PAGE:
There is another body of knowledge which discusses the issue of trust and self-disclosure on blogs (e.g., Qian and Scott, 2007; Ko and Kuo, 2009). Qian and Scott (2007) explore the issues of anonymity and self-disclosure on blogs. This study concludes that bloggers whose target audience does not include people they know offline report a higher degree of anonymity than those whose audience does. Ko and Kuo (2009) reveal that €œself-disclosure of bloggers significantly and directly affects a blogger’s perception of social integration, bonding social capital, and bridge social capital, which in turn promote bloggers’ subjective well-being.€?
A subset of research on blog users is those on blog writers or bloggers. Some researchers have tried to understand bloggers’ motivations in great depth (e.g.. Blood, 2002; Blumenthal, 2005; Herring, Scheidt, Wright & Bonus, 2005; Lenhart and Fox, 2006; Huang, Shen, Lin & Chang, 2007). However, Nardi, Schiano, Gumbrecht and Swartz (2004) analysed this issue in detail. They conducted ethnographic interviews and concluded that bloggers have five fundamental motivations that drive them to blog: €œto document their life experiences, to provide commentary and opinions, to express deeply felt emotions, to articulate ideas through writing, and to form and maintain community forums.”
Huang, Shen, Lin & Chang (2007) conducted an empirical study which concluded that interaction by blogging is driven by the motivations of self-expression, life documenting, and commenting while on the other hand, content gathering by blogging is found to be driven by the motivations of commenting, forum participation, and information seeking. They also went on to say that these motivations drive two types of behaviour: interaction-oriented behaviour and information-oriented behaviour.
There is also an attempt at understanding self-presentation strategies that blog writers adopt (Jung, Youn & McClung, 2007). This study shows that the reasons for hosting personal mini-homepages are entertainment and self-expression followed by the professional advancement and passing time.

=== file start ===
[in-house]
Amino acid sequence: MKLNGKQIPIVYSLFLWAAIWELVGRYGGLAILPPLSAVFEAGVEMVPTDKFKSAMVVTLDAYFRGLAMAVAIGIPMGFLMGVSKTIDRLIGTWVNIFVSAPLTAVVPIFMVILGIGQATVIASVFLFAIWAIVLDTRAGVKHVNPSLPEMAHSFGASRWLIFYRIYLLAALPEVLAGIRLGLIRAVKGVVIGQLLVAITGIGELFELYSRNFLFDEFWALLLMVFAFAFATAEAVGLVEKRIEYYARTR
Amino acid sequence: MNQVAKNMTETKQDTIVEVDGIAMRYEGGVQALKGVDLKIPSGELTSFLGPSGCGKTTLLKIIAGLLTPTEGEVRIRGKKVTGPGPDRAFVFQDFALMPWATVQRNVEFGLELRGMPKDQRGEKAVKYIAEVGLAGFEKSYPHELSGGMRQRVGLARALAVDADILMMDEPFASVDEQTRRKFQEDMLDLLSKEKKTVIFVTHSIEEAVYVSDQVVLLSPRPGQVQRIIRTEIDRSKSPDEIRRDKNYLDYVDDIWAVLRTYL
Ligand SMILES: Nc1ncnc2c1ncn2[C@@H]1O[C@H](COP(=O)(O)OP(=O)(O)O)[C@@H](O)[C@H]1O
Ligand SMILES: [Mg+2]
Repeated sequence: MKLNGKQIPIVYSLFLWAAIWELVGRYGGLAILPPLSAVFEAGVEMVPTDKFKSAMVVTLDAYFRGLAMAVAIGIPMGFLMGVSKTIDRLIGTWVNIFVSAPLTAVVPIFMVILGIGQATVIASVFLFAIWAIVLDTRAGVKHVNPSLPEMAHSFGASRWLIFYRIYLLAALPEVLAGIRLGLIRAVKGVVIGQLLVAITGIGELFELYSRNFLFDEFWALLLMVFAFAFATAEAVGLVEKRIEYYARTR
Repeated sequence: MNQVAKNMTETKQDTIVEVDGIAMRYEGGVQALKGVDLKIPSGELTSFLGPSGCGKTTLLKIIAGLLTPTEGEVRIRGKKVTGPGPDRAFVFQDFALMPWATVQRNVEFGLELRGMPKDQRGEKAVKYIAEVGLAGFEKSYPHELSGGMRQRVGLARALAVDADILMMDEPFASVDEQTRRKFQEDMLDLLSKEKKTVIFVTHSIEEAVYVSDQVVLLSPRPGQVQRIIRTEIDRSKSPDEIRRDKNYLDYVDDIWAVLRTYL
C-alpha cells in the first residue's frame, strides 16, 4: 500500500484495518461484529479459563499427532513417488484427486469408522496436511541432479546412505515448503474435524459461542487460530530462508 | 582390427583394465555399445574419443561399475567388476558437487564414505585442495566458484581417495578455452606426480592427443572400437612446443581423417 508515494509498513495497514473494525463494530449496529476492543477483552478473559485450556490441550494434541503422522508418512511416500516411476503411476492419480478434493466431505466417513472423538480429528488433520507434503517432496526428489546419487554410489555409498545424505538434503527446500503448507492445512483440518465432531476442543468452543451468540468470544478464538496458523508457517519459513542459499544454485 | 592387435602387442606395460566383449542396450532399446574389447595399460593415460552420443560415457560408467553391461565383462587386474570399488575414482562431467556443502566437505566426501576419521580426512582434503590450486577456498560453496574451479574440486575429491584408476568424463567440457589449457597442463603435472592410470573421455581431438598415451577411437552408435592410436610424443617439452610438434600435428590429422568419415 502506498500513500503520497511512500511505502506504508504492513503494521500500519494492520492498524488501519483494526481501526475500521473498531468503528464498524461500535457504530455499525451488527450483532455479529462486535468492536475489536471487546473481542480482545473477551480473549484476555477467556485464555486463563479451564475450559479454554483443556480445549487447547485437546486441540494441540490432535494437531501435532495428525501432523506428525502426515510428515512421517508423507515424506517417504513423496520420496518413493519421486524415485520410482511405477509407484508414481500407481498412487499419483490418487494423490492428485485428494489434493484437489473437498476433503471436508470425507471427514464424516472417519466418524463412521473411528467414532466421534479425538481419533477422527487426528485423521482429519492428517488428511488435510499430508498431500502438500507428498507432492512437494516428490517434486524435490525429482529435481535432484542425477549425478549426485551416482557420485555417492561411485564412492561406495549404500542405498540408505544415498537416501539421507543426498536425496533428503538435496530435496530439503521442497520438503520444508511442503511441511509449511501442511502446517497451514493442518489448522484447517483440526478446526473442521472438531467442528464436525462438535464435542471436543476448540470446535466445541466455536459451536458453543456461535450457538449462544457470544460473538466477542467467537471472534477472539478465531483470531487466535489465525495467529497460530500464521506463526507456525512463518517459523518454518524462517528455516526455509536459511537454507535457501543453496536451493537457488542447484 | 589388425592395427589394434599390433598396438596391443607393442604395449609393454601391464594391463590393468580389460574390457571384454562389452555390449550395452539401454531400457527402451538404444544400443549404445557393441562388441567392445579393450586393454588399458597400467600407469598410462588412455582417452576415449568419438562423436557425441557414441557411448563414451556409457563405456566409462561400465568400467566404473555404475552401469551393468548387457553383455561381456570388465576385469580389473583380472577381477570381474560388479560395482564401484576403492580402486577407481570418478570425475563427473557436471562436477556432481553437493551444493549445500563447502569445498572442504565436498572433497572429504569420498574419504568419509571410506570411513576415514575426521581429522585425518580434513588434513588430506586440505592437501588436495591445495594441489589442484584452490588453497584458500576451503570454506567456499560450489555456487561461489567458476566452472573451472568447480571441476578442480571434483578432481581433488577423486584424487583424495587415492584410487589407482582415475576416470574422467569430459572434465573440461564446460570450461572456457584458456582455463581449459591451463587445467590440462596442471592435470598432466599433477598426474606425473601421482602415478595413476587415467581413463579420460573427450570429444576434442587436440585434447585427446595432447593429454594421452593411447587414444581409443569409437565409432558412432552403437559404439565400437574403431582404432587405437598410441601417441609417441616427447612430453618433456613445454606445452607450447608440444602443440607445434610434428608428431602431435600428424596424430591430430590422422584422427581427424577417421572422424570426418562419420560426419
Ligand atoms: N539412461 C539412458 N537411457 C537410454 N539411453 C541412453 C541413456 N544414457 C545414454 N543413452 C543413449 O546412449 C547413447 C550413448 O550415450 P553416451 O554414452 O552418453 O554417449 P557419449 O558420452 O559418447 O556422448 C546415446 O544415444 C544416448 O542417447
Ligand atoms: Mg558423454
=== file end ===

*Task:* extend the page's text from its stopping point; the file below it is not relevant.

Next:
According to the uses and gratification theory, users are seen as active gratification seekers interacting with the media as opposed to passive recipients of media content (Goffman, 1959). Having said this, blog readers are consuming content, and have the choice to read content that they want to at any given point of time. While all the above mentioned areas of research lay huge emphasis on the blogger, the blog reader, who forms an important component of the blogosphere, has been sparsely researched on (Huang, Chou & Lin, 2008).
Huang, Chou & Lin (2008) tried to study the fundamental motivators behind reading blogs. This research work has arrived at a causal relationship of motives with blog reader responses. After secondary research and exploratory research, the authors have used five distinct motives in their study: affective exchange, information search, entertainment, and getting on the bandwagon. The behaviours that the paper proposes are opinion acceptance, interaction intentions, and word-of-mouth (WOM) intentions.
While looking at the existing literature on blog user behaviour (both blogger and blog readers), it has been found that most of the blogs are of the personal blogs type. However, researchers have not tried to explore behaviour on the basis of blog type.